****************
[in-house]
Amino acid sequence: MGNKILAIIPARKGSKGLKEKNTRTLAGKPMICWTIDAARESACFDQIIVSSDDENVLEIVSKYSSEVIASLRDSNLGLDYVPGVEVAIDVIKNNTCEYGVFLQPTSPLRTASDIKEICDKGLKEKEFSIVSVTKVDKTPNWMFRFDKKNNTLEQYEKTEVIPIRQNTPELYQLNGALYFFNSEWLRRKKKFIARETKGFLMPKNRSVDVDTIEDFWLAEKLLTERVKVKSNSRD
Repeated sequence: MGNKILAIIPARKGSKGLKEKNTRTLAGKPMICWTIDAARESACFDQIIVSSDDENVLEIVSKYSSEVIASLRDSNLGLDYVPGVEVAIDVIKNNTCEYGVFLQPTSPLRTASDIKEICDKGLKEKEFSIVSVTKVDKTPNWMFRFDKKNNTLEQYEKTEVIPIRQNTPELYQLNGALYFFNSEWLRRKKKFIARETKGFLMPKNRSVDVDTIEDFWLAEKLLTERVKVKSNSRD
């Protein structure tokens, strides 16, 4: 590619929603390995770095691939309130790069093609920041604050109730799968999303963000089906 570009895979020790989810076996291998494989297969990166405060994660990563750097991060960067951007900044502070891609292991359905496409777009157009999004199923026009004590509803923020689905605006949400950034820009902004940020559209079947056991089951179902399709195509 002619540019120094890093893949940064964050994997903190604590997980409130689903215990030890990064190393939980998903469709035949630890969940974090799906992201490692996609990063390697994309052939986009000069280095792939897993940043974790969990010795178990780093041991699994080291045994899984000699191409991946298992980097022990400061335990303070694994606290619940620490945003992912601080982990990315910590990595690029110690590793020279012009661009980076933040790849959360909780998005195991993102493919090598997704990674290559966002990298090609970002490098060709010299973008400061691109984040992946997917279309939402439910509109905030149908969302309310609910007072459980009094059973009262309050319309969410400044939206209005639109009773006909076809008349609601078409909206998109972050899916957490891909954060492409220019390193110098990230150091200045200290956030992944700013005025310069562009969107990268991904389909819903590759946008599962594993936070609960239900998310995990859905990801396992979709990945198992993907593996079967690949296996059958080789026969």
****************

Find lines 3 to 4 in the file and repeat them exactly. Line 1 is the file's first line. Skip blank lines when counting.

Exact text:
Repeated sequence: MGNKILAIIPARKGSKGLKEKNTRTLAGKPMICWTIDAARESACFDQIIVSSDDENVLEIVSKYSSEVIASLRDSNLGLDYVPGVEVAIDVIKNNTCEYGVFLQPTSPLRTASDIKEICDKGLKEKEFSIVSVTKVDKTPNWMFRFDKKNNTLEQYEKTEVIPIRQNTPELYQLNGALYFFNSEWLRRKKKFIARETKGFLMPKNRSVDVDTIEDFWLAEKLLTERVKVKSNSRD
């Protein structure tokens, strides 16, 4: 590619929603390995770095691939309130790069093609920041604050109730799968999303963000089906 570009895979020790989810076996291998494989297969990166405060994660990563750097991060960067951007900044502070891609292991359905496409777009157009999004199923026009004590509803923020689905605006949400950034820009902004940020559209079947056991089951179902399709195509 002619540019120094890093893949940064964050994997903190604590997980409130689903215990030890990064190393939980998903469709035949630890969940974090799906992201490692996609990063390697994309052939986009000069280095792939897993940043974790969990010795178990780093041991699994080291045994899984000699191409991946298992980097022990400061335990303070694994606290619940620490945003992912601080982990990315910590990595690029110690590793020279012009661009980076933040790849959360909780998005195991993102493919090598997704990674290559966002990298090609970002490098060709010299973008400061691109984040992946997917279309939402439910509109905030149908969302309310609910007072459980009094059973009262309050319309969410400044939206209005639109009773006909076809008349609601078409909206998109972050899916957490891909954060492409220019390193110098990230150091200045200290956030992944700013005025310069562009969107990268991904389909819903590759946008599962594993936070609960239900998310995990859905990801396992979709990945198992993907593996079967690949296996059958080789026969």